An anoxic brain injury occurs when the brain fails to receive adequate oxygen for its proper functioning. Oxygen is vital for brain functions, and brain cells can begin to die if oxygen levels are low for 4-5 minutes or longer. This condition, called anoxia, can cause serious, permanent, and even life-threatening injury, as well as cognitive problems and disabilities.
Anoxic brain injury is also called by other names such as cerebral hypoxia or HAI (hypoxic-anoxic injury). The longer and greater the deprivation of oxygen, the more serious the injuries will be. Anoxic brain injuries can sometimes be classified as traumatic brain injuries, though technically they might not involve any type of physical trauma or contact.
There are various types of anoxic brain conditions, such as:
- Anemic Anoxia: when the blood cannot carry oxygen to the brain;
- Toxic Anoxia: when the brain is deprived of oxygen due to the presence of a poison or toxic substance;
- Stagnant Anoxia: blockages in the body prevent oxygen from reaching the brain; and
- Other less common types.
Signs and symptoms of anoxic brain injury, or anoxia, may include loss of consciousness and a lack of motor coordination, and other similar symptoms.
What are Some Common Causes of Anoxic Brain Injury?
There are numerous causes of anoxic brain injury. In essence though, any factor or condition that causes a loss of oxygen to the brain can cause anoxic brain injury. In many cases, these have to do with breathing, though other causes can be a factor as well. Some common cause of anoxia include:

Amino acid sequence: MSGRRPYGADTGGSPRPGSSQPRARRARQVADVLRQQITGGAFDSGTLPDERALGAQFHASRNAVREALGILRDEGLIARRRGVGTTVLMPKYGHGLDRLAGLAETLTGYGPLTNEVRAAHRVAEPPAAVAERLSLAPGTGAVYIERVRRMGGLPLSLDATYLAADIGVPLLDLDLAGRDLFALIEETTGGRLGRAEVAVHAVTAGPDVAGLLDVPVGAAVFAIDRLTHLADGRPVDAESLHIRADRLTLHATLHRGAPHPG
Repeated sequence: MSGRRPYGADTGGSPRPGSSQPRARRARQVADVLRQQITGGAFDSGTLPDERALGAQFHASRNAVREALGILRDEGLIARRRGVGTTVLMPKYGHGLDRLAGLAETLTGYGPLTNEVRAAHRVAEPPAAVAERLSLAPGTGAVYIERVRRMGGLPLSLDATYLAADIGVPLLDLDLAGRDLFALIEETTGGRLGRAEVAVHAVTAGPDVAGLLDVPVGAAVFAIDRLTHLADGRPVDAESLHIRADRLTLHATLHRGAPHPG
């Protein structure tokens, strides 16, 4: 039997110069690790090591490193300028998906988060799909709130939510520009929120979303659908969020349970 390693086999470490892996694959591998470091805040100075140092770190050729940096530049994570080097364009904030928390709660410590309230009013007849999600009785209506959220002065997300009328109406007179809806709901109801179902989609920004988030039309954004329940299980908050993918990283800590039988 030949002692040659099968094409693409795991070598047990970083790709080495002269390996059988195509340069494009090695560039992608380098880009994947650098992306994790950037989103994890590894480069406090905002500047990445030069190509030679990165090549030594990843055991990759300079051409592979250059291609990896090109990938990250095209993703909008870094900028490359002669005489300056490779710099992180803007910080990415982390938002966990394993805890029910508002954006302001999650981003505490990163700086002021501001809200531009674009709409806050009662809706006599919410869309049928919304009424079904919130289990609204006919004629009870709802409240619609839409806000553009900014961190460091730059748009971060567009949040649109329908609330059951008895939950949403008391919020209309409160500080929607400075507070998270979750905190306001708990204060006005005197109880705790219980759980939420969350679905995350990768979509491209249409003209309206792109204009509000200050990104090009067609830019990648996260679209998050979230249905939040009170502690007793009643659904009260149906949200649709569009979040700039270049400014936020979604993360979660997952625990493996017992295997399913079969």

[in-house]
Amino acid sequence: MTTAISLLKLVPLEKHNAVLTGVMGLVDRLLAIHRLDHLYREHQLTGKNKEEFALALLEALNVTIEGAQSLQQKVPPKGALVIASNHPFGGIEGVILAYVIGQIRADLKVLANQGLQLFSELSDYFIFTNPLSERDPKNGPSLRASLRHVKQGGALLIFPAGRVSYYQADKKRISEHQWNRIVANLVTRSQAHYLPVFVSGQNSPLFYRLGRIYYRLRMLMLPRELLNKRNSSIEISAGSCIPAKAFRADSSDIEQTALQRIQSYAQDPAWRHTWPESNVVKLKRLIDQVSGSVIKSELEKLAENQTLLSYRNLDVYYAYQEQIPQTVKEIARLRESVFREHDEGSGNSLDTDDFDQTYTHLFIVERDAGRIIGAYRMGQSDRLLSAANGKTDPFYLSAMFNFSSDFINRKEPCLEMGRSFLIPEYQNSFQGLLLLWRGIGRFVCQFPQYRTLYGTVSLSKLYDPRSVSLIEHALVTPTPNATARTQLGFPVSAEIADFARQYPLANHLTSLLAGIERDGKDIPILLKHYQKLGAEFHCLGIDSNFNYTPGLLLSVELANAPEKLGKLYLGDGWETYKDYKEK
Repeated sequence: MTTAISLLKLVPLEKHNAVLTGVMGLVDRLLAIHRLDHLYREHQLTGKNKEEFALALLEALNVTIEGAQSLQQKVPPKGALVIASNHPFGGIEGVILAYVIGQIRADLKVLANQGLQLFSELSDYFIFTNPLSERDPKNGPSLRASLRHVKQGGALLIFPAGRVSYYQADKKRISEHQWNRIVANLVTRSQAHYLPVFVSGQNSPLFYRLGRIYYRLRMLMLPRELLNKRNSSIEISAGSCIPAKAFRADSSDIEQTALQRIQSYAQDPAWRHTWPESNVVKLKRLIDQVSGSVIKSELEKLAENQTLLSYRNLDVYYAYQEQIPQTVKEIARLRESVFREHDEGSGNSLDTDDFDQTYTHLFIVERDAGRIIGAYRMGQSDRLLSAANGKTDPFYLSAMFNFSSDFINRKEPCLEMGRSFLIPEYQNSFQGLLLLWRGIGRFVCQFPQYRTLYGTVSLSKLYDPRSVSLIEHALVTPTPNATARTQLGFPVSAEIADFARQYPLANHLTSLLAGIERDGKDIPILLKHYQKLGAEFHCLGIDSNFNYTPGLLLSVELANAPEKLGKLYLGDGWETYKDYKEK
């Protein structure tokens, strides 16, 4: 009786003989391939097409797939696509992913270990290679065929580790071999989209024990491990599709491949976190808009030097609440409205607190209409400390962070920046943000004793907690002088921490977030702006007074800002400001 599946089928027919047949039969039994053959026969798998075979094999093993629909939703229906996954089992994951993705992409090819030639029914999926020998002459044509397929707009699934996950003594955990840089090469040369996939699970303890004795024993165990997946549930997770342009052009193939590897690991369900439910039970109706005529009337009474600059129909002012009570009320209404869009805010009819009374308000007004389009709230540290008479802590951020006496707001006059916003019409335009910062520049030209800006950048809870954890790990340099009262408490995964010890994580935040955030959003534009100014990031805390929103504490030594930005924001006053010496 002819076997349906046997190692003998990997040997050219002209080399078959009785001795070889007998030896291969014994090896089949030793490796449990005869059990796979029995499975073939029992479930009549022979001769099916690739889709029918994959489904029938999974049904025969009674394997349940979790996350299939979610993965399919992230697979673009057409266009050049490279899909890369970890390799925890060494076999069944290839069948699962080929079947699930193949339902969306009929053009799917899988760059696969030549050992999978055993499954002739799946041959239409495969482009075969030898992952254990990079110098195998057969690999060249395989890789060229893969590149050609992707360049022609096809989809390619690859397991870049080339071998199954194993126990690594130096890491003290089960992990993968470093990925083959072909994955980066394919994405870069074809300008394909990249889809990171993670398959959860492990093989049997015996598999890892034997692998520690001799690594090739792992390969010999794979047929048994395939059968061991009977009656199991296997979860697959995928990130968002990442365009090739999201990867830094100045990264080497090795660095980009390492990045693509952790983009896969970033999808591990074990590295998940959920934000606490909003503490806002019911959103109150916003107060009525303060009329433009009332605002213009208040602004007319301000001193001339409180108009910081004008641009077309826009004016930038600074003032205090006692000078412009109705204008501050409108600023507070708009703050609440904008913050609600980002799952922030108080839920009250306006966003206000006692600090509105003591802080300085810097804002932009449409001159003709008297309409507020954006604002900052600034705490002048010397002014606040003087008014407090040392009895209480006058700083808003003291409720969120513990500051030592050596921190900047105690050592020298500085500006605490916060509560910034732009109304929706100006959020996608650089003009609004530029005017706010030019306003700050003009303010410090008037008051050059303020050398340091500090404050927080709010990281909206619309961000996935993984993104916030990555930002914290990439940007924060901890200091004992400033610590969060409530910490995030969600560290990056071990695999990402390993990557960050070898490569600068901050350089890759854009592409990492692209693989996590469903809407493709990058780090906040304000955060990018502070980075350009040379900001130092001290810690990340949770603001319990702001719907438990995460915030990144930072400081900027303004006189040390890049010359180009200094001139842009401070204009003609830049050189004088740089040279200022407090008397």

- Birth injuries;
- Use of illegal drugs;
- High altitude;
- Respiratory arrest;
- Fire related accidents;
- Chemically-induced conditions;
- Drowning or suffocation;
- Toxic conditions (such as a gas leak or a gas accident in an enclosed space); and/or
- Various other causes.
Who Can Be Held Liable For an Anoxic Brain Injury?
Anoxic brain injuries can often lead to a lawsuit or legal claim. Such lawsuits can result in a damages award for the injured party or for the survivors in a wrongful death suit. Liability in an anoxic brain injury lawsuit can be based on various legal theories, such as:
- Negligence: This occurs when the defendant breaches their duty of care, and their breach directly results in measurable damages.
- Intentional torts: These occur where the defendant intentionally causes the person’s anoxic brain injury. These can result in serious criminal consequences and damages.
- For example, the plaintiff may also have a battery claim if the defendant attacked the plaintiff and caused the injury.
- Medical malpractice: This occurs when a person or medical professional disregards their duty of care, resulting in measurable damages to the person. Here, the liable party will likely be the medical professional responsible for the injury.
- Examples of this can be is when a medical professional fails to administer CPR correctly or if they committed an error during surgery which directly resulted in the plaintiff losing blood flow to the brain and causing an anoxic brain injury.